Haze Over Hendrix's House
A childhood home of Jimi Hendrix faces demolition unless Seattle activists win a legal battle to save it. Last week, city workers were prepared to destroy the house where the rock legend lived from age 10 to 13. However, a King County judge issued a two-week restraining order at the request of owner Pete Sikov.
Seattle officials say the issue is public safety. When a condominium complex was built on the home's original site in 2001, Sikov, treasurer of the nonprofit James Marshall Hendrix Foundation, relocated the house and got a six-month lease to store it on a city-owned lot in central Seattle. Since then, the building has reportedly become a haven for squatters and drug dealers. Sikov wants to move the structure to a permanent location near Hendrix's gravesite in Renton, Wash.
The now-dilapidated house is among 20 that Hendrix lived in during his childhood, but it's the only one his parents ever owned, according to biographer Charles R. Cross. When Hendrix's parents took in renters to help pay the mortgage, Cross notes, the tenants brought along a huge collection of blues records, exposing the budding musician to influences such as Muddy Waters and Robert Johnson.
To those who want to save the house, the battle has become symbolic of what they say is the city's indifference toward Hendrix, who died of a drug overdose in 1970. "It does fit into a larger pattern of a lack of recognition for African American leaders," said Cross. "You go to Memphis, and there's Elvis Presley Boulevard."
"They have had 31/2 years to take care of this house, and they haven't done anything," said City of Seattle spokeswoman Katherine Schubert-Knapp. "They keep breaking their word." Sikov says he needs more time to obtain the permits to move the house. A court hearing on his quest for a permanent injunction is set for July 19.
Letterman Plot Thickens
Montana prosecutors say they have reached a tentative plea agreement with a man who allegedly plotted to kidnap the infant son of David Letterman.
Teton County Attorney Joe Coble told reporters that Kelly Frank, who previously pleaded not guilty in the case, is to appear tomorrow in state court for a change-of-plea hearing. Details of the agreement were not made public.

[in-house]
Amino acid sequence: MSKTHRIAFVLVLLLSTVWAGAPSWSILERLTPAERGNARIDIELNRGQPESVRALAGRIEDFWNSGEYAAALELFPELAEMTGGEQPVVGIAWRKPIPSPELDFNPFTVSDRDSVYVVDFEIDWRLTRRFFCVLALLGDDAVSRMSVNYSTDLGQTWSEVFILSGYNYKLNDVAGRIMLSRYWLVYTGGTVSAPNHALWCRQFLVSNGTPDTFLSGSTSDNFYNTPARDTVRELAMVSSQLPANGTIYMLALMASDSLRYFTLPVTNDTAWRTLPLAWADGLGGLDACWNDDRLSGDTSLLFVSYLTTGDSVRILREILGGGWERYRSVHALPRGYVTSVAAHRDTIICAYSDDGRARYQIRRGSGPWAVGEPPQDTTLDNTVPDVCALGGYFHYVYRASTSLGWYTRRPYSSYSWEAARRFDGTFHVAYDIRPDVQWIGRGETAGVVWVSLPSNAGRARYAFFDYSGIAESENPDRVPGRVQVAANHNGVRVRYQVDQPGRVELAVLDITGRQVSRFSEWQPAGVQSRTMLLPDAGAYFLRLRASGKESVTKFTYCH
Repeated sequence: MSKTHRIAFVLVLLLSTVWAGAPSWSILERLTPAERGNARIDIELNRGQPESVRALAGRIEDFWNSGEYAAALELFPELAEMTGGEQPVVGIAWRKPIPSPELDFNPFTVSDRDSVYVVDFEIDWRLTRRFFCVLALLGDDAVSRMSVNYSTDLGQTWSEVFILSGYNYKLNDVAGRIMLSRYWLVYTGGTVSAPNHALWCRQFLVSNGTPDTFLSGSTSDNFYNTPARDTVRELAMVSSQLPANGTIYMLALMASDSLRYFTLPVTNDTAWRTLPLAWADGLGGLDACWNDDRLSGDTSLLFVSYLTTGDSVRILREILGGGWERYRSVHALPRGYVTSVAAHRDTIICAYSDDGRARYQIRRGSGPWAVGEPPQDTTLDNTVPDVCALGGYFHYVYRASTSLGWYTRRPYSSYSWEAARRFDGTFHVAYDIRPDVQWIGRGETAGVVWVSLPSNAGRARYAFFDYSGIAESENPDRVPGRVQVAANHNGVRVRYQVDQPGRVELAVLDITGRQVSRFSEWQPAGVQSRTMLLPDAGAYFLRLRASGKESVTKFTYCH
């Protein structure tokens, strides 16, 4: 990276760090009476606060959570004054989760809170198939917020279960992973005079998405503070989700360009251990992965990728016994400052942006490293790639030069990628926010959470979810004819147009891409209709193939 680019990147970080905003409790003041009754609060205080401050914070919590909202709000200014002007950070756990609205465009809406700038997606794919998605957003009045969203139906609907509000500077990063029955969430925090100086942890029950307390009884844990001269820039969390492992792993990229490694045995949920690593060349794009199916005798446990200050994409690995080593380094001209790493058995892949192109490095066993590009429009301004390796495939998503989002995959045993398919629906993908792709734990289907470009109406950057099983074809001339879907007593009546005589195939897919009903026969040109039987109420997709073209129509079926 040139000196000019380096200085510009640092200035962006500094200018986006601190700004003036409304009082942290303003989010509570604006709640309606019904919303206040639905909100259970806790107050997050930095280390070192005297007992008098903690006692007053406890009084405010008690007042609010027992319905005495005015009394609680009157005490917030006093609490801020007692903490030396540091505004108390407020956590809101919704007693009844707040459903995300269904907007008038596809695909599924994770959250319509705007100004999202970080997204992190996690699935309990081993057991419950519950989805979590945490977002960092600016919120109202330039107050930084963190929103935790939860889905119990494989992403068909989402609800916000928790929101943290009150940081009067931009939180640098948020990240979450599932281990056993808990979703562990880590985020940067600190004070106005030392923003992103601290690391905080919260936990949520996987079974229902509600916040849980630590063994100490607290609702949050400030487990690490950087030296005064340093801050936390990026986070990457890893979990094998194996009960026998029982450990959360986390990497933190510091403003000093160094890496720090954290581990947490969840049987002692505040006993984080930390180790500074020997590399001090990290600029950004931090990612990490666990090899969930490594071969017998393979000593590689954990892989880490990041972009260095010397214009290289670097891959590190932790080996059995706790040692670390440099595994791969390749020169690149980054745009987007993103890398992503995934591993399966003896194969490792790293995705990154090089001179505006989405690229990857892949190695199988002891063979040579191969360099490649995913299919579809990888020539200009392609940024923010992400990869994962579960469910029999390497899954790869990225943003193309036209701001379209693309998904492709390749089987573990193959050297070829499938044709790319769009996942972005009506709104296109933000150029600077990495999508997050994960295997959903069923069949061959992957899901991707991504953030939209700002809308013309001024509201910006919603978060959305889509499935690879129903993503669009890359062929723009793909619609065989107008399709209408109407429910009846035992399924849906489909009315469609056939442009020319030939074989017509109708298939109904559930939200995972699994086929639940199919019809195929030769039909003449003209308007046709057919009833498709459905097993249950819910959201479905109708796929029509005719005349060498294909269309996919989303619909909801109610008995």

"We have a verbal agreement," Coble said. "We have presented a written agreement to the defendant, and he has it over the weekend to consider before he signs it."
Frank, a former employee of Letterman's Choteau, Mont., ranch, was arrested in March after an acquaintance notified authorities that Frank had mentioned plans to kidnap Letterman's then 16-month-old son, Harry Joseph, along with the boy's nanny. According to the acquaintance, Frank hoped to ransom the pair for $5 million.
Frank has also pleaded not guilty to a theft charge for allegedly overcharging Letterman for painting work. Frank's attorney, Jim Hunt, did not return calls seeking comment. A spokesman for Letterman's production company said that the talk show host was not aware of the agreement.
* Nike is using photos of L.A. Lakers star Kobe Bryant in Sports Illustrated ads for the first time since his 2003 arrest for allegedly sexually assaulting a female employee at a Colorado resort. Bryant had a five-year, $45 million contract with Nike, signed shortly before the allegations, but has not made any commercials for the company since.
"Kobe ranks among the very best players in the NBA, and his training and preparation are key elements of his game," Nike spokesman Rodney Knox said. Prosecutors dropped charges against Bryant in September when his accuser decided not to go ahead with the case. A subsequent civil suit was settled out of court with no details released. Bryant publicly apologized to the woman without admitting guilt.
* Jackie Chan says the third installment of "Rush Hour" has stalled because co-star Chris Tucker is making too many demands. "He wants too much power," Chan told reporters Thursday. "The movie company hasn't obliged. He wants final editing rights and the final look at the movie and so on." The martial arts star called Tucker "a good friend," but said he's "still a new actor. . . . He needs to learn slowly." Tucker's publicist, Samantha Mast, did not return calls for comment Friday.
* R&B star Omarion is facing a Brit publicity backlash after the singer, who was in London at the time of last week's terrorist bombings, issued a statement asking for his fans to pray for him. When U.K. reporters pointed out that Omarion had suffered no harm and that the statement made no mention of the actual victims, Londoners were angered, according to E! Online. Omarion's Web site quickly disowned the offending release, calling it a hoax.
* Leonardo DiCaprio has optioned Kurt Vonnegut's dystopian novel "Cat's Cradle," Variety reported last week. DiCaprio's Appian Way production company has tapped "Contact" screenwriter James V. Hart and his son, Jake Hart, to write the script. Published in 1963, "Cat's Cradle" was described on its dust jacket as "an apocalyptic tale of this planet's ultimate fate."
* Rod Stewart, 60, who proposed to girlfriend Penny Lancaster atop the Eiffel Tower just a couple of months ago, is becoming a father again. Due in December, the little one will be Rod's seventh child and Penny's first.
-- Compiled by Michael Cotterman
from wire reports